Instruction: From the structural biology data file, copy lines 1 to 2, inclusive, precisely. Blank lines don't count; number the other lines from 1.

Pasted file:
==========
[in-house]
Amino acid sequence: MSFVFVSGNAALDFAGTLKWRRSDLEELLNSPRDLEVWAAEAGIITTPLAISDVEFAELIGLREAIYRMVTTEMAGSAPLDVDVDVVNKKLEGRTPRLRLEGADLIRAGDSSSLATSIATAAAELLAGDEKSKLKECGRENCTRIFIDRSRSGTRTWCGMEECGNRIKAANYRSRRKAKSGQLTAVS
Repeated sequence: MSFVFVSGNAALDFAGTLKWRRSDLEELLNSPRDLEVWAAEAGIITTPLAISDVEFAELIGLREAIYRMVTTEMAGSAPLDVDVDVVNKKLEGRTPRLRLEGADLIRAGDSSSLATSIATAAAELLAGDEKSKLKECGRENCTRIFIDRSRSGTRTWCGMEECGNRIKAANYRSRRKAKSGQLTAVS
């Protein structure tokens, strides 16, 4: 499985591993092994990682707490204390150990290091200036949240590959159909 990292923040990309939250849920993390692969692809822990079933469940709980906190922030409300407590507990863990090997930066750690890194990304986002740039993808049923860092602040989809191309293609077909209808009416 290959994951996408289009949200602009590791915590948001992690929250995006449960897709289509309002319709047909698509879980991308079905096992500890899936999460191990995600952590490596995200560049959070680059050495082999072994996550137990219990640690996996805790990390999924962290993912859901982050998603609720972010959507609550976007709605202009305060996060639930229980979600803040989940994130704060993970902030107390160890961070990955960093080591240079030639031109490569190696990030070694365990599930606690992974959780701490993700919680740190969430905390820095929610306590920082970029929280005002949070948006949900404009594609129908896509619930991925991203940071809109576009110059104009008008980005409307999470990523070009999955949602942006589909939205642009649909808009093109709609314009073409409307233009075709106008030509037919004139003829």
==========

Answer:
[in-house]
Amino acid sequence: MSFVFVSGNAALDFAGTLKWRRSDLEELLNSPRDLEVWAAEAGIITTPLAISDVEFAELIGLREAIYRMVTTEMAGSAPLDVDVDVVNKKLEGRTPRLRLEGADLIRAGDSSSLATSIATAAAELLAGDEKSKLKECGRENCTRIFIDRSRSGTRTWCGMEECGNRIKAANYRSRRKAKSGQLTAVS